As a lightning storm that would kill three people right in front of the White House thundered outside, Joe Biden was holding a meeting last week with historians who delivered the president a warning: both in the United States and abroad, democracy is in jeopardy.

According to The Washington Post, the Biden administration has previously held several such sit-downs with outside experts on the challenges it faces, including Russia’s invasion plans for Ukraine. While the Post didn’t get too many details about the exchanges in this latest meeting, they report that if Biden runs again in 2024, he will play up the “battle for the soul of the nation” theme that he used successfully in his 2020 run.

The meeting wasn’t confined to the situation in the United States, but the Post reports that many of the participants pointed to governance calamities like the January 6 attack on the US Capitol and former president Donald Trump’s attempts to overturn the 2020 election as major warning signs for the country going forward:

One person familiar with the exchange said the conversation was mostly a way for Biden to hear and think about the larger context in which his tenure is unfolding. He did not make any major pronouncements or discuss his plans for the future.

“A lot of the conversation was about the larger context of the contest between democratic values and institutions and the trends toward autocracy globally,” the person said.

Most of the experts in attendance have been outspoken in recent months about the threat they see to the American democratic project, after the attack on the Capitol on Jan. 6, the continued denial by some Republicans of the 2020 election results and the efforts of election deniers to seek state office.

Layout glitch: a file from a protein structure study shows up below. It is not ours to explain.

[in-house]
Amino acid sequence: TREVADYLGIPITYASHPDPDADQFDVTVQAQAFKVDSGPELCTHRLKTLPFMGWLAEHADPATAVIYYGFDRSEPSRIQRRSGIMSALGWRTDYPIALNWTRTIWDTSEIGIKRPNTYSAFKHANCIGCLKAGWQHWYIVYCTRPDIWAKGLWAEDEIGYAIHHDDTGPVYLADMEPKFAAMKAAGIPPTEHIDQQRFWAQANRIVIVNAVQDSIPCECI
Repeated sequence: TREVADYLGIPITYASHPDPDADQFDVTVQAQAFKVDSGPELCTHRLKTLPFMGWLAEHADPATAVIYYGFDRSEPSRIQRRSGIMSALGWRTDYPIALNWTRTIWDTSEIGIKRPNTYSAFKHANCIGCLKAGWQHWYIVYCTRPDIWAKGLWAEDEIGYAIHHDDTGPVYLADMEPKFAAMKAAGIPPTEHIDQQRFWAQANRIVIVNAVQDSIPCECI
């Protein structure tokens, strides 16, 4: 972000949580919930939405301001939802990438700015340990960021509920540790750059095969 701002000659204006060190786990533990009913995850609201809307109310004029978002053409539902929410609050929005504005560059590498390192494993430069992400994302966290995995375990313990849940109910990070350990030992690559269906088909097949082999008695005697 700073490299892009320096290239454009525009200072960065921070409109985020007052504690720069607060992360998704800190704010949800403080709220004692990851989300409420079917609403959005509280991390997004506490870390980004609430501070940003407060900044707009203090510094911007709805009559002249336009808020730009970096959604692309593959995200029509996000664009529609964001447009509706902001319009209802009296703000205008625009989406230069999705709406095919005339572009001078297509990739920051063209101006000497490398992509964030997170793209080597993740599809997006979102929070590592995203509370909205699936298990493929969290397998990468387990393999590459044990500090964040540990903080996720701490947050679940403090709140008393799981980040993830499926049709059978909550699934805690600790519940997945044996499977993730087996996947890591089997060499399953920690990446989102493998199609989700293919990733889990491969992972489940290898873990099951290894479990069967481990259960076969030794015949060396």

Maya Yang

Meanwhile, Republicans are having a surprising amount of trouble passing the abortion bans they have long promised voters if Roe v. Wade is overturned, Maya Yang reports:

In the leadup to the US supreme court overturning Roe v Wade and thus scrapping federal abortion protection, Republican lawmakers across the country maintained an uncompromising rallying cry against abortions, vowing to implement a sweeping wave of restrictions in their states.

However, since the highest court in the US overturned the ruling, many Republican leaders and officials have become more hesitant – or have even gone silent – over the exact type of bans they promised to enact.

As Republicans move towards an election season rife with internal disagreements within their own party and mixed public opinions on exceptions in abortion bans such as instances of rape and incest, many rightwing lawmakers are finding it increasingly difficult to implement cohesive abortion policies.

Lauren Gambino

Lauren Gambino

With control of Congress at stake, the White House said the president, vice president and cabinet officials are preparing to fan out across the country to sell voters on their healthcare, climate change and tax bill.

The bill, which passed the Senate over the weekend and is poised to pass the House on Friday, achieves only a fraction of Democrats’ long-sought policy ambitions, but nevertheless amounts to a significant and once-unimaginable legislative victory. Biden, who is on vacation in South Carolina, is expected to sign the bill into law with great fanfare after it arrives on his desk.

In a new memo, White House communications director Kate Bedingfield and senior advisor Anita Dunn previewed their pitch to voters, which includes touting their efforts on health care, gun control and climate while accusing Republicans of siding with special interests and pushing a nationwide ban on abortion.

“The president and congressional Democrats beat the special interests and delivered what was best for the American people,” the memo says. “Every step of the way, congressional Republicans sided with the special interests — pushing an extreme MAGA agenda that costs families.”

The Democrats’ economic policy bill caps an unusually productive stretch for Congress, which is better known for inaction than action. Amid a flurry of legislative victories, Biden is also breathing a sigh of relief as new economic indicators suggest inflation has cooled in July and painfully-high gas prices are easing.